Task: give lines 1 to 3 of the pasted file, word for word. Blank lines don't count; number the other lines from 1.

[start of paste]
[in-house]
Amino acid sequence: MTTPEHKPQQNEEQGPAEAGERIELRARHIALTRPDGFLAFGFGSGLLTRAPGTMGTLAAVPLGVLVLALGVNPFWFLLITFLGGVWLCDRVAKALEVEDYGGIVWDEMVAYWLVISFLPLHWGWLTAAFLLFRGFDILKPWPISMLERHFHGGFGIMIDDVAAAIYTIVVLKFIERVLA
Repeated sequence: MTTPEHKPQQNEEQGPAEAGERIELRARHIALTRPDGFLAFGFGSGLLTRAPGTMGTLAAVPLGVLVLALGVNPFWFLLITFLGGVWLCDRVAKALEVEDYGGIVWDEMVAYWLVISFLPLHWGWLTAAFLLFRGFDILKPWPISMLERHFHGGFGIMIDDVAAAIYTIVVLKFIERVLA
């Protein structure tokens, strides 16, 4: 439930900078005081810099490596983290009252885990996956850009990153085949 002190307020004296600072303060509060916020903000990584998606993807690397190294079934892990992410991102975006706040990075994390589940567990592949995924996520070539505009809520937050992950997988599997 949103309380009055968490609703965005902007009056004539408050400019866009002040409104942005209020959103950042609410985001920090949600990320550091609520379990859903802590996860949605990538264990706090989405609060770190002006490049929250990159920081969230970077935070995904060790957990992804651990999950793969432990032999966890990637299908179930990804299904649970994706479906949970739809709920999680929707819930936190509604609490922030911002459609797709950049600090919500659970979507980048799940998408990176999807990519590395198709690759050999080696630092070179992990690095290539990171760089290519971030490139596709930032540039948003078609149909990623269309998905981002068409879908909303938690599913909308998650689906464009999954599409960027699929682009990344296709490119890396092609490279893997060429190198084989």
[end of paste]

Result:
[in-house]
Amino acid sequence: MTTPEHKPQQNEEQGPAEAGERIELRARHIALTRPDGFLAFGFGSGLLTRAPGTMGTLAAVPLGVLVLALGVNPFWFLLITFLGGVWLCDRVAKALEVEDYGGIVWDEMVAYWLVISFLPLHWGWLTAAFLLFRGFDILKPWPISMLERHFHGGFGIMIDDVAAAIYTIVVLKFIERVLA
Repeated sequence: MTTPEHKPQQNEEQGPAEAGERIELRARHIALTRPDGFLAFGFGSGLLTRAPGTMGTLAAVPLGVLVLALGVNPFWFLLITFLGGVWLCDRVAKALEVEDYGGIVWDEMVAYWLVISFLPLHWGWLTAAFLLFRGFDILKPWPISMLERHFHGGFGIMIDDVAAAIYTIVVLKFIERVLA